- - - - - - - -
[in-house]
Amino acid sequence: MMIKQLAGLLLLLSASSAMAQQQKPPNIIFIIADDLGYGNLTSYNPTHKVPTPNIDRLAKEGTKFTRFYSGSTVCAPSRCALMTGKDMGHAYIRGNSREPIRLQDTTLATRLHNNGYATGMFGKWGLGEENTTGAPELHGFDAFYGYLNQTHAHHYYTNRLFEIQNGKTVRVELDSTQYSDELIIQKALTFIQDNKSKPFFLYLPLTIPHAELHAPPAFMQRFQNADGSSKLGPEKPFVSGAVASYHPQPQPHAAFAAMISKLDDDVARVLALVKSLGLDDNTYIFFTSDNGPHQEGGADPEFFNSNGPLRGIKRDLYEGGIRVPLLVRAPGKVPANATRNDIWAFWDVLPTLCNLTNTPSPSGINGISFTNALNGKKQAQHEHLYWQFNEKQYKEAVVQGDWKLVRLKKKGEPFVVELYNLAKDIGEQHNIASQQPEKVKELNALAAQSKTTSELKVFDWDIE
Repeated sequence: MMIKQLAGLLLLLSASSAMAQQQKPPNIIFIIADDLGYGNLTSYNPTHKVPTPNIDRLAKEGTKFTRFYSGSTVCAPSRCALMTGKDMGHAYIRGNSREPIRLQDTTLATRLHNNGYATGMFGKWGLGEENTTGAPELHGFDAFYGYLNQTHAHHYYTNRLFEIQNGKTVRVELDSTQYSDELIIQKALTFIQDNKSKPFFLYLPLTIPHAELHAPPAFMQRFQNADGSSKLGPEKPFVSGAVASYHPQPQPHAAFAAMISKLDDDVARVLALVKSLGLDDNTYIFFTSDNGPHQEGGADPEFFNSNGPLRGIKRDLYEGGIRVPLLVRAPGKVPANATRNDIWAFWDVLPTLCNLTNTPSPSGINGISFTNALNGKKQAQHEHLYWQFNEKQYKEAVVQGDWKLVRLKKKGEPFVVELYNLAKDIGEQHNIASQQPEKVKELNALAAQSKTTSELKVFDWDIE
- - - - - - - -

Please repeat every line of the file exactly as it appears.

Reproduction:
[in-house]
Amino acid sequence: MMIKQLAGLLLLLSASSAMAQQQKPPNIIFIIADDLGYGNLTSYNPTHKVPTPNIDRLAKEGTKFTRFYSGSTVCAPSRCALMTGKDMGHAYIRGNSREPIRLQDTTLATRLHNNGYATGMFGKWGLGEENTTGAPELHGFDAFYGYLNQTHAHHYYTNRLFEIQNGKTVRVELDSTQYSDELIIQKALTFIQDNKSKPFFLYLPLTIPHAELHAPPAFMQRFQNADGSSKLGPEKPFVSGAVASYHPQPQPHAAFAAMISKLDDDVARVLALVKSLGLDDNTYIFFTSDNGPHQEGGADPEFFNSNGPLRGIKRDLYEGGIRVPLLVRAPGKVPANATRNDIWAFWDVLPTLCNLTNTPSPSGINGISFTNALNGKKQAQHEHLYWQFNEKQYKEAVVQGDWKLVRLKKKGEPFVVELYNLAKDIGEQHNIASQQPEKVKELNALAAQSKTTSELKVFDWDIE
Repeated sequence: MMIKQLAGLLLLLSASSAMAQQQKPPNIIFIIADDLGYGNLTSYNPTHKVPTPNIDRLAKEGTKFTRFYSGSTVCAPSRCALMTGKDMGHAYIRGNSREPIRLQDTTLATRLHNNGYATGMFGKWGLGEENTTGAPELHGFDAFYGYLNQTHAHHYYTNRLFEIQNGKTVRVELDSTQYSDELIIQKALTFIQDNKSKPFFLYLPLTIPHAELHAPPAFMQRFQNADGSSKLGPEKPFVSGAVASYHPQPQPHAAFAAMISKLDDDVARVLALVKSLGLDDNTYIFFTSDNGPHQEGGADPEFFNSNGPLRGIKRDLYEGGIRVPLLVRAPGKVPANATRNDIWAFWDVLPTLCNLTNTPSPSGINGISFTNALNGKKQAQHEHLYWQFNEKQYKEAVVQGDWKLVRLKKKGEPFVVELYNLAKDIGEQHNIASQQPEKVKELNALAAQSKTTSELKVFDWDIE